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Industrial Melanism

How do animals adapt and evolve due to industrial pollution?

a turtle headed snake

Photo: Klaus Stiefel (Flickr)

Emydocephalus annulatus (the turtleheaded snake) usually looks like this.

When urban pollution such as coal mining byproducts or industrial runoff exits a manufacturing complex, it often enters the air and nearby waterways where it invades nonhuman habitats.

Adaptation

This presents challenges of adaptation which certain animals cope with through a surprisingly rapid evolution called industrial melanism. The process is straightforward but ingenious.

When dark soot from industrial waste infiltrates an environment, some animals evolve darker pigmentation, called melanin. These animals acquire a new line of camouflage more suitable for their now darker environments.

Moths, Sea Snakes

This effect was first observed in moths during the 19th century Industrial Revolution, but it was also recently discovered in Parisian pigeons and sea snakes off Australia’s eastern coast.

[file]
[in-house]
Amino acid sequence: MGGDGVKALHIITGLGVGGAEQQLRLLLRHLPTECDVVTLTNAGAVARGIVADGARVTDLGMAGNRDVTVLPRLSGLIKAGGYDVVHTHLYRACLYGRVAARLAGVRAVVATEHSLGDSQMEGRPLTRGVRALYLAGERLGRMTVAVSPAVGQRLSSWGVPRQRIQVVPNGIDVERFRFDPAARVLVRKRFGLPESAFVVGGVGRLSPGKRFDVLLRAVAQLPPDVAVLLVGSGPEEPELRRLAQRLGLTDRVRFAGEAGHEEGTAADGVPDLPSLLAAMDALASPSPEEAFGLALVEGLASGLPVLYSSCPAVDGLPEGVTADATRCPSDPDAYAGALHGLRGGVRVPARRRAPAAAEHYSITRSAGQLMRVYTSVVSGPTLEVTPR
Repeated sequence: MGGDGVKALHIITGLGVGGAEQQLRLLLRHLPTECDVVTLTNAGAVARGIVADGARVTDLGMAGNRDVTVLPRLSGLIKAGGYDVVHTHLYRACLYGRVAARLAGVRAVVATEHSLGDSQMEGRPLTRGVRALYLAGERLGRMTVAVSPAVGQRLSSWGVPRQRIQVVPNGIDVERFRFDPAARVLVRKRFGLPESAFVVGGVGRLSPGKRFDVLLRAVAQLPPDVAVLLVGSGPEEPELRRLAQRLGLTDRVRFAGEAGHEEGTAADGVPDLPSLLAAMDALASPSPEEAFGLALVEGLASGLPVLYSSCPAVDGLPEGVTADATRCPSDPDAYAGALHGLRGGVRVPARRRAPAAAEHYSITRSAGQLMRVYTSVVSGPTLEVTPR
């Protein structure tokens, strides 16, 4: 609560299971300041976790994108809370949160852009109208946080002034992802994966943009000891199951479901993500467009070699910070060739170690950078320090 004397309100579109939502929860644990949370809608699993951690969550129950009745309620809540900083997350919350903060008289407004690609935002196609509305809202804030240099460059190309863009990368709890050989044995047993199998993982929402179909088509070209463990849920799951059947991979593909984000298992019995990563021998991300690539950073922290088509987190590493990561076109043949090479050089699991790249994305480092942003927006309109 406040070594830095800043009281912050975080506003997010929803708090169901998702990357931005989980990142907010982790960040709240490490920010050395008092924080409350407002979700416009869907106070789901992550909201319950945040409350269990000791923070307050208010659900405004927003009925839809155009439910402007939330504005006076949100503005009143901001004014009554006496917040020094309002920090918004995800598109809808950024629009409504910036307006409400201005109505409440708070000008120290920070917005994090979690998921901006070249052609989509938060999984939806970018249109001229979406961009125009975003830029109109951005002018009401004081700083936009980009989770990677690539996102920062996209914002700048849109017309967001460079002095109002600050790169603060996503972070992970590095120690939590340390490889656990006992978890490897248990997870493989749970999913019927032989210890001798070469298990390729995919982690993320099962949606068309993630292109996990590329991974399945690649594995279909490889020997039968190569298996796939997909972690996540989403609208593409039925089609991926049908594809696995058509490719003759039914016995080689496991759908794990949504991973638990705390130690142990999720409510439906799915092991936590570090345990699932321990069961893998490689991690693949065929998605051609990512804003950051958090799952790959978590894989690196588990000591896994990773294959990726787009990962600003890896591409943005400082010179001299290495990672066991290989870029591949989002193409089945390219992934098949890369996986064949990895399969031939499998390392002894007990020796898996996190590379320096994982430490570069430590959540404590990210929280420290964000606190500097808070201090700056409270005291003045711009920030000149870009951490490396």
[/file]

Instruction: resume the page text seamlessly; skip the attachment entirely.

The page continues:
Turtle-headed sea snakes of New Caledonia traditionally display a black-and-white striped pattern and feed on fish eggs they steal from hatching grounds in coastal reefs. The rocks near this shore are naturally rich in nickel, and industrial waste only adds more trace metals to the waters.

As a result, these snakes ingest toxic amounts of heavy metals while breathing and feeding. Which brings us to the second, vital purpose of industrial melanism.

Toxins

It so happens that melanin binds to the ions of trace metals. So, when the turtle-headed sea snake ingests trace metals in its food, these toxins are stored in its scales, where they bind to melanin.

This effectively sequesters the toxins away from the snake’s internal organs, and the snake sheds its skin frequently to purge pollutants kept in its scales.

So, yes, industrial melanism is no doubt a resourceful evolutionary strategy, but also one that replaces this snake’s vibrant patterns with a soot-colored monochrome.

Sources And Further Reading:

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